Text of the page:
"Visitors to the Black Belt" is a biting critique of those white folks who love to go over "Across the railroad tracks" or "Up to Harlem" or to the South Side to hear good jazz--outsiders who know nothing about the reality of living across the tracks, or in Harlem, or on the South Side. ("Ask me who am I.") Marked Biting and discontented, the music is discordant with a motivically constructed piano part that reflects the anger of the vocal line's expressive, somewhat jagged phrases. The quiet ending on a sustained [A[sharp].sub.2] in the voice sets up the contrast to the opening measure of "Dream Boogie: Variation," a tinkling ascending irregular scale pattern high on the keyboard over moving thirds in the left hand that leads to the chantlike opening vocal line: "Tinkling treble,/ Rolling bass." Immediately the piano descends to the bass clef and then begins bell peals on a [D.sub.4]-[D.sub.5] octave. The vocal line continues to chant the text--"Great long fingers/ On great big hands"--the jazz pianist who will be "A few minutes late/ For the Freedom Train." The piano ends the song with a repeated sixteenth note chord figure accelerando e cres. under a sustained [C.sub.4] in the voice.

"Silhouette" evokes the shadowy figure of a black man hanging from a tree "In the dark of the moon." The poet speaks to a "Southern gentle lady," telling her not to swoon at the sight, since the hanging is "How Dixie protects/ Its white womanhood," and further admonishes her to "Be good!" Very slow soft ponderous chords introduce the almost whispered vocal line that ascends into falsetto three times, creating a hint of menace. Alternating with the slow chords in the piano is a thirty-second note figure of three triplets, first in the bass, then in the treble, and then high on the keyboard, creating a chilling effect with the soft vocal phrases.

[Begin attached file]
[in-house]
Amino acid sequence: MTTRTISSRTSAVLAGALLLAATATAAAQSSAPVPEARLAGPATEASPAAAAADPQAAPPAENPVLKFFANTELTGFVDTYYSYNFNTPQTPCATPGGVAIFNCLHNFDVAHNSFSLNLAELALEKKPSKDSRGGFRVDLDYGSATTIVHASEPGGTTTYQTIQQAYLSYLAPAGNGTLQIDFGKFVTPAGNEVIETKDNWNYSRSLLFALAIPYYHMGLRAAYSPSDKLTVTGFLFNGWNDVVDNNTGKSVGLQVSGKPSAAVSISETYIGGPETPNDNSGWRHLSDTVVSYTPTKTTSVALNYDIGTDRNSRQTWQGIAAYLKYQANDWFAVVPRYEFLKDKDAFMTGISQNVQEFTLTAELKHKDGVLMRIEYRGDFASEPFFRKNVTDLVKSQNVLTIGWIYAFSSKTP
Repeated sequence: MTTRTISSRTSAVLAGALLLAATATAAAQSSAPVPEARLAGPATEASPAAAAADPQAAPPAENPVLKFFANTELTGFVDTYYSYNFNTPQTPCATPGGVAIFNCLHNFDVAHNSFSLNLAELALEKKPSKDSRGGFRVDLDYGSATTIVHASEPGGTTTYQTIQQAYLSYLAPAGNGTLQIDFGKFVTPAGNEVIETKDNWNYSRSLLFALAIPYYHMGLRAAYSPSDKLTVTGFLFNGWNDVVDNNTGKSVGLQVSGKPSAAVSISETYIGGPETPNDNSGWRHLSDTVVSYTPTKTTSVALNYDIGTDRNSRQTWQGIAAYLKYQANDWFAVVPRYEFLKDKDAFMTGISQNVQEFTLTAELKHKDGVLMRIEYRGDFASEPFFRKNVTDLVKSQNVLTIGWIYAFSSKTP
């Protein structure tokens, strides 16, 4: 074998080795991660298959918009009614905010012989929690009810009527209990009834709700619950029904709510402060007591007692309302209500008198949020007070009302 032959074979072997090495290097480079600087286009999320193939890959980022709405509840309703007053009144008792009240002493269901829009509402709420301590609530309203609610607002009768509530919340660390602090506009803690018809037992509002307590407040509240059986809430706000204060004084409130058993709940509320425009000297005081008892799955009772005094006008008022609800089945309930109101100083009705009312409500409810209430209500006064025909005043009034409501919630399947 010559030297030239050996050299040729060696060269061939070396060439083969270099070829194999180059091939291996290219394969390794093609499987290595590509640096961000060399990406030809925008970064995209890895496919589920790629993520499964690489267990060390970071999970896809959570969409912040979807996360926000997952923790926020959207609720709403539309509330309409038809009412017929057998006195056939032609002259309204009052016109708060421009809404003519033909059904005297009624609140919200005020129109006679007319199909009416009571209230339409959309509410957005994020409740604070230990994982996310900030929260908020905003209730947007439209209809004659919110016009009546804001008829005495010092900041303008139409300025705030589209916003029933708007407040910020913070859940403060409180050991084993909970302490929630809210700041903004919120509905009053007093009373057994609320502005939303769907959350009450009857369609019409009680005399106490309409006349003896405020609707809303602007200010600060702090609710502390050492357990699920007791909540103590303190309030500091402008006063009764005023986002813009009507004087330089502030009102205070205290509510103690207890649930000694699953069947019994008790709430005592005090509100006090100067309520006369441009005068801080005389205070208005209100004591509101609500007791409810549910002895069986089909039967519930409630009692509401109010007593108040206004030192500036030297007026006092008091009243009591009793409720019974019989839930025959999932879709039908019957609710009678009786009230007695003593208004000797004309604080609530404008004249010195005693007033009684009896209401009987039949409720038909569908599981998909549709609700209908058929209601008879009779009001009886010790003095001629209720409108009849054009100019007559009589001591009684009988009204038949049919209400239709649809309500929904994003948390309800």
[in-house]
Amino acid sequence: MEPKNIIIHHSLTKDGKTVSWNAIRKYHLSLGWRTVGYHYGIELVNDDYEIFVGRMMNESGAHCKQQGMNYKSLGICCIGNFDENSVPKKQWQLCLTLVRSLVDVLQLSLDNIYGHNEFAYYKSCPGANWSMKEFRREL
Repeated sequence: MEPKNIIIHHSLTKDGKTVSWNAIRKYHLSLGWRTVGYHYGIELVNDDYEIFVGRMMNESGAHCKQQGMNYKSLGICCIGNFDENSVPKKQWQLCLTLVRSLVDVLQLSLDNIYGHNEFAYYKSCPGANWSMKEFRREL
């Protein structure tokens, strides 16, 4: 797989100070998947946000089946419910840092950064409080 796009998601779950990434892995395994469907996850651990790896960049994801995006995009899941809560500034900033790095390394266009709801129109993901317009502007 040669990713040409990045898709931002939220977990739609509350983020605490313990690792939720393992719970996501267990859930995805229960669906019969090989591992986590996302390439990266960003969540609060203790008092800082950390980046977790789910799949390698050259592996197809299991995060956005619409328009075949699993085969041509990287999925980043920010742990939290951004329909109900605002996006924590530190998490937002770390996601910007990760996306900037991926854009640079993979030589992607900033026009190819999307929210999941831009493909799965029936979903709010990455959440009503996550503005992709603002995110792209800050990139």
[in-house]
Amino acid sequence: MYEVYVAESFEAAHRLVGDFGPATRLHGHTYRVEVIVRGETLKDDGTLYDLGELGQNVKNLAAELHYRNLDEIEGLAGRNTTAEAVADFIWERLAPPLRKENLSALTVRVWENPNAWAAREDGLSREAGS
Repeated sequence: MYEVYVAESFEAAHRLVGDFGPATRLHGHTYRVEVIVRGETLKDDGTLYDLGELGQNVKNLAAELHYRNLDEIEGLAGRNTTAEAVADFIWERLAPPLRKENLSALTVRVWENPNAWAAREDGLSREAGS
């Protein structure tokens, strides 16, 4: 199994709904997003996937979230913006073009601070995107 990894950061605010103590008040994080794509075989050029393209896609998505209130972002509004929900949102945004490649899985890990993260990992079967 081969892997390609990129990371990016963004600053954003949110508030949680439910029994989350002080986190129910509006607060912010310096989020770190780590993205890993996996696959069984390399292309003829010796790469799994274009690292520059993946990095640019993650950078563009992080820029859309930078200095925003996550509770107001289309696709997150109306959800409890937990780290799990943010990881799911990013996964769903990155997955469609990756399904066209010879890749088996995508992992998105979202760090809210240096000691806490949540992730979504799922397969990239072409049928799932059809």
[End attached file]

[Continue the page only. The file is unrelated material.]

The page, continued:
Part III: Pierrot's Heart speaks of the pain and indignity of exposing one's heart (as poets do) only to find that no one cares; of the deep scars and silent cries of the heart that tries to drown itself in sensual love; and of the consideration of suicide by one who, being too afraid to do the deed, decides for the sake of a child to pretend that life is fine after all. One of Hughes's most famous poems, "Heart," opens the last part of the cycle. "Pierrot/ Took his heart/ And hung it/ On a wayside wall," but no one cared, so Pierrot "Took his heart/ And hid it/ Far away./ Now people wonder/ Where his heart is/ Today." Marked Biting and ironic, the piano opens with three staccato chords setting up the vocal entrance, three notes in a motif that will be heard both in voice and piano throughout the song, like a snatch of some half familiar tune. A piano figure of sixteenth note thirds in the right hand punctuates the flow of the vocal line, ending the song after a sustained [D[flat].sub.3] in the voice.